9The brother in humble circumstances ought to take pride in his high position. 10But the one who is rich should take pride in his low position, because he will pass away like a wild flower. 11For the sun rises with scorching heat and withers the plant; its blossom falls and its beauty is destroyed. In the same way, the rich man will fade away even while he goes about his business.

12Blessed is the man who perseveres under trial, because when he has stood the test, he will receive the crown of life that God has promised to those who love him.

13When tempted, no one should say, "God is tempting me." For God cannot be tempted by evil, nor does he tempt anyone; 14but each one is tempted when, by his own evil desire, he is dragged away and enticed. 15Then, after desire has conceived, it gives birth to sin; and sin, when it is full-grown, gives birth to death.

16Don't be deceived, my dear brothers. 17Every good and perfect gift is from above, coming down from the Father of the heavenly lights, who does not change like shifting shadows. 18He chose to give us birth through the word of truth, that we might be a kind of first fruits of all he created. (James 1: 2-18)

Out of fear and political retribution, Saint James was summoned before the Sanhedrim at some point following his writing of the epistle. During this hearing, he was accused of violating the law, and sentenced to death by stoning. Biblical scholars suggest that this sentencing had less to do with law violation (as Saint James had committed no crime) and more to do with the frustration of the Jews at the time in not being able to punish Saint Paul, who had escaped persecution by appealing directly to Caesar. Saint James was carried to the top of the battlements of Jerusalem, where he was ordered to renounce his faith. Rather, he preached to the great crowd assembled, declaring that Jesus, the Son of man, was seated at the right hand of the Sovereign Majesty, and would come in the clouds of heaven to judge the world. Enraged, the scribes through him from the battlements to the ground below. There he managed to pull himself into a kneeling position, praying to the Lord, and forgiving his attackers before the crowd stoned and clubbed him to death for his faith. The Breviary contains a description of his death: "When he was ninety-six years old and had governed the Church for thirty years in a most holy manner, the Jews sought to stone him, then took him to the pinnacle of the temple and cast him off headlong. As he lay there half dead, with legs broken by the fall, he lifted his hands toward heaven and prayed to God for the salvation of his enemies, saying: Lord, forgive them for they know not what they do! While the apostle was still praying, a fuller struck his head a mortal blow."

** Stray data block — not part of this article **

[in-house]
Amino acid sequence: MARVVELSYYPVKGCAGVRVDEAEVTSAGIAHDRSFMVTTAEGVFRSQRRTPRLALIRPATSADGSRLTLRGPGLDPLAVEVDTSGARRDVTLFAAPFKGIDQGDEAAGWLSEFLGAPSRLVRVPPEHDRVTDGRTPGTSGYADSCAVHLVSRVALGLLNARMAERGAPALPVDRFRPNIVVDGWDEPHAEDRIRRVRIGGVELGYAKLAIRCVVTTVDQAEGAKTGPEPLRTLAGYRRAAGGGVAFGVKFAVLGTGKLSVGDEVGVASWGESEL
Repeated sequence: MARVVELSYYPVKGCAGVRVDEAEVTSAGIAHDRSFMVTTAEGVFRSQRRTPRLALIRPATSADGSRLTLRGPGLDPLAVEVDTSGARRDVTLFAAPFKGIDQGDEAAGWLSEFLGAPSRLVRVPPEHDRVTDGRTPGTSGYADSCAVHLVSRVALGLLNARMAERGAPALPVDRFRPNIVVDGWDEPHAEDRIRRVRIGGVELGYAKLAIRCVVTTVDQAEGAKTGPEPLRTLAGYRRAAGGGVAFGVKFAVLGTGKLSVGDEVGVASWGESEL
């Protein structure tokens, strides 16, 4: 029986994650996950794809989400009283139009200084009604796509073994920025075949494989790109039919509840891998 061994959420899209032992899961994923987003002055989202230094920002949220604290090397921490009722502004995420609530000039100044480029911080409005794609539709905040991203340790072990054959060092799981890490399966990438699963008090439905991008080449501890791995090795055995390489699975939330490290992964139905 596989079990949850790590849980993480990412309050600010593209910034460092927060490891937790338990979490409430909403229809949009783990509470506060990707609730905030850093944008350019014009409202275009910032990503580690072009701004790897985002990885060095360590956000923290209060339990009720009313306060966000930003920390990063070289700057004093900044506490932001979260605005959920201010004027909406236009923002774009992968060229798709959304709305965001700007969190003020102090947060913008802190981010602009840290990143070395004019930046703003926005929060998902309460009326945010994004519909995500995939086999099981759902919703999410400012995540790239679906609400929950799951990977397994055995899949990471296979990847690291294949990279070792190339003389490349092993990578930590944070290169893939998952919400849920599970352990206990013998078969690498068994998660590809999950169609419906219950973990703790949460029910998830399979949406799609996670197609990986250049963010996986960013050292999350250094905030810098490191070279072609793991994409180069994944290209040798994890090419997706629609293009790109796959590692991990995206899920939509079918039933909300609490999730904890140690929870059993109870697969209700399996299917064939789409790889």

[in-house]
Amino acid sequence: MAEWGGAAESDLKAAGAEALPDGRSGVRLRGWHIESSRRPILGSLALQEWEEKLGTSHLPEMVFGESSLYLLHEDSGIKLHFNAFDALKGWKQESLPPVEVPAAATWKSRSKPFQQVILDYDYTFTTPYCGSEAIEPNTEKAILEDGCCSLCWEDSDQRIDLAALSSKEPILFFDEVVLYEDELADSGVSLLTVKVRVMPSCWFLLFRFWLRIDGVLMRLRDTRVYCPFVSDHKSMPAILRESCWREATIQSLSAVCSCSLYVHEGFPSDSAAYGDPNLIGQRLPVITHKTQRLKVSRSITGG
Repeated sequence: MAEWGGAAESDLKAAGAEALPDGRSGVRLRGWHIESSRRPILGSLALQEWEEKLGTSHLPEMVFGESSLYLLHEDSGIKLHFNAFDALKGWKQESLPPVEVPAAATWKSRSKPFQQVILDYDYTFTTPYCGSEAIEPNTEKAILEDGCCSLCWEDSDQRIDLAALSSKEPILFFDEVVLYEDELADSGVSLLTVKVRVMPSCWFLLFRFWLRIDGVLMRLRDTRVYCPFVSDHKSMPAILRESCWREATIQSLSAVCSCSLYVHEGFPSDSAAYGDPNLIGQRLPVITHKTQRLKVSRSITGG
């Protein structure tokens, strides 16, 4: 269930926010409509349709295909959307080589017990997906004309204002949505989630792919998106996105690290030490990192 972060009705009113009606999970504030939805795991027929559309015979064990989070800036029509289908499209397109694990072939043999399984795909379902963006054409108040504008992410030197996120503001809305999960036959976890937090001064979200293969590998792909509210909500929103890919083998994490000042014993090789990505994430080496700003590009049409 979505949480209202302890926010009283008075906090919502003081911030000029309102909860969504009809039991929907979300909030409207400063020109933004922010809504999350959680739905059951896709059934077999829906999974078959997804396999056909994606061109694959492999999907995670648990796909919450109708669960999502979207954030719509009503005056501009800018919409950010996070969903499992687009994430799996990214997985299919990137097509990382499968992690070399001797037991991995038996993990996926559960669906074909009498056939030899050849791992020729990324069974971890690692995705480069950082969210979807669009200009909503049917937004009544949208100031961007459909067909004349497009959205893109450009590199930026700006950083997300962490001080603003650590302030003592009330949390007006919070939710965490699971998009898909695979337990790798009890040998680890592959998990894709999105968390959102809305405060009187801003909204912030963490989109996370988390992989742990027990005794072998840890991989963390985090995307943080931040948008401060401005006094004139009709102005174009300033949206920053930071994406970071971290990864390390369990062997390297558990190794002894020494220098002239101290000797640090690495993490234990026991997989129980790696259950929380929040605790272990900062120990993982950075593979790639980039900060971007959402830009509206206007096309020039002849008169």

The relics of Saint James now rest next to those of St. Philip in the church of the Holy Apostles in Rome, and their names are mentioned in the first list in the Canon of the Mass. Pope Benedict XVI's addressed the life of Saint James the Less in his General Audience on Wednesday, June 28, 2006:

In our weekly catechesis on the Church’s apostolic ministry, we now turn to the Apostle James the Less. In the Gospels, James is called the son of Alphaeus. He is often identified with another James, known as "James the younger" (cf. Mk 15:40), or "James, the brother of the Lord" (cf. Mt 13:55; Gal 1:19). The Gospels themselves do not relate anything about either James during our Lord’s earthly ministry. The Acts of the Apostles, however, present a "James" whom Saint Paul names with Peter as a "column" of the Church in Jerusalem (Gal 2:9). At the Council of Jerusalem (cf. Acts 15), it was James who proposed that the Gentiles converted to Christ not be forced to follow all the precepts of the Mosaic Law. Together with Peter, he thus enabled Gentile Christians to maintain their identity, while respecting the perennially valid relationship between Christianity and its Jewish origins. James also gave his name to the New Testament Letter of James, which continues to speak to us today, stressing the need for a living faith expressed in good works (2:26), and serene abandonment to the will of God (4:15).

O Almighty God, whom truly to know is everlasting life: Grant us perfectly to know thy Son Jesus Christ to be the way, the truth, and the life; that, following the steps of thy holy Apostle, Saint James, we may steadfastly walk in the way that leadeth to eternal life; through the same thy Son Jesus Christ our Lord. Amen.